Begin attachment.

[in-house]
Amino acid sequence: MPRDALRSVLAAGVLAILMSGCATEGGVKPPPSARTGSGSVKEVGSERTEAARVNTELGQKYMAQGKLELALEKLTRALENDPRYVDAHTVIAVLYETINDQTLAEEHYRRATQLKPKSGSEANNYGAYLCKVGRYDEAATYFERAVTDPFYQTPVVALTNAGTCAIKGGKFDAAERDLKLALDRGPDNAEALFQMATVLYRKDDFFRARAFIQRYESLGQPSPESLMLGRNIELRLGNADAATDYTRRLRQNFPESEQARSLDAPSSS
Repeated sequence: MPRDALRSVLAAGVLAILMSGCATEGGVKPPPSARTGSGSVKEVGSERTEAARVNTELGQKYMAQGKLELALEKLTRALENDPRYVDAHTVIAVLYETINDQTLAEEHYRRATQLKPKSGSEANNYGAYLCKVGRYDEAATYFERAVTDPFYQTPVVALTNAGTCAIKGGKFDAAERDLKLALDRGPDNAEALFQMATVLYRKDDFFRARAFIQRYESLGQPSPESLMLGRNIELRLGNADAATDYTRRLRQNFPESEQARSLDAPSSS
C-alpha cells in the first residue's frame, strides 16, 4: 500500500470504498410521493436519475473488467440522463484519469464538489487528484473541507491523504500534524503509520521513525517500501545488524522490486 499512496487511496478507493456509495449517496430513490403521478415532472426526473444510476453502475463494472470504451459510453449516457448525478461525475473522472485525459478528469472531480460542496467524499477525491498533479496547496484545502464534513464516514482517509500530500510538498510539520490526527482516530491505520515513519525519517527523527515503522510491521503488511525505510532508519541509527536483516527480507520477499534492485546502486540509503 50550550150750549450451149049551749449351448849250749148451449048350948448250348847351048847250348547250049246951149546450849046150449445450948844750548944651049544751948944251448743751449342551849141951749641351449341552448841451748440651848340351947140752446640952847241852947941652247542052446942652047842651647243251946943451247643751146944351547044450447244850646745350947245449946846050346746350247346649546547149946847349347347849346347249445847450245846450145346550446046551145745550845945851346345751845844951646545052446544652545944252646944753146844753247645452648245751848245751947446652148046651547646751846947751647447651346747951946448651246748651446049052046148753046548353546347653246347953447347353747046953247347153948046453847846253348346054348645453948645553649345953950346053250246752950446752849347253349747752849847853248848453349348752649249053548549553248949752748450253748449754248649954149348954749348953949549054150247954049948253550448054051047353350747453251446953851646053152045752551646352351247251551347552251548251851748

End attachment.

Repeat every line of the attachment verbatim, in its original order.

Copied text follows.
[in-house]
Amino acid sequence: MPRDALRSVLAAGVLAILMSGCATEGGVKPPPSARTGSGSVKEVGSERTEAARVNTELGQKYMAQGKLELALEKLTRALENDPRYVDAHTVIAVLYETINDQTLAEEHYRRATQLKPKSGSEANNYGAYLCKVGRYDEAATYFERAVTDPFYQTPVVALTNAGTCAIKGGKFDAAERDLKLALDRGPDNAEALFQMATVLYRKDDFFRARAFIQRYESLGQPSPESLMLGRNIELRLGNADAATDYTRRLRQNFPESEQARSLDAPSSS
Repeated sequence: MPRDALRSVLAAGVLAILMSGCATEGGVKPPPSARTGSGSVKEVGSERTEAARVNTELGQKYMAQGKLELALEKLTRALENDPRYVDAHTVIAVLYETINDQTLAEEHYRRATQLKPKSGSEANNYGAYLCKVGRYDEAATYFERAVTDPFYQTPVVALTNAGTCAIKGGKFDAAERDLKLALDRGPDNAEALFQMATVLYRKDDFFRARAFIQRYESLGQPSPESLMLGRNIELRLGNADAATDYTRRLRQNFPESEQARSLDAPSSS
C-alpha cells in the first residue's frame, strides 16, 4: 500500500470504498410521493436519475473488467440522463484519469464538489487528484473541507491523504500534524503509520521513525517500501545488524522490486 499512496487511496478507493456509495449517496430513490403521478415532472426526473444510476453502475463494472470504451459510453449516457448525478461525475473522472485525459478528469472531480460542496467524499477525491498533479496547496484545502464534513464516514482517509500530500510538498510539520490526527482516530491505520515513519525519517527523527515503522510491521503488511525505510532508519541509527536483516527480507520477499534492485546502486540509503 50550550150750549450451149049551749449351448849250749148451449048350948448250348847351048847250348547250049246951149546450849046150449445450948844750548944651049544751948944251448743751449342551849141951749641351449341552448841451748440651848340351947140752446640952847241852947941652247542052446942652047842651647243251946943451247643751146944351547044450447244850646745350947245449946846050346746350247346649546547149946847349347347849346347249445847450245846450145346550446046551145745550845945851346345751845844951646545052446544652545944252646944753146844753247645452648245751848245751947446652148046651547646751846947751647447651346747951946448651246748651446049052046148753046548353546347653246347953447347353747046953247347153948046453847846253348346054348645453948645553649345953950346053250246752950446752849347253349747752849847853248848453349348752649249053548549553248949752748450253748449754248649954149348954749348953949549054150247954049948253550448054051047353350747453251446953851646053152045752551646352351247251551347552251548251851748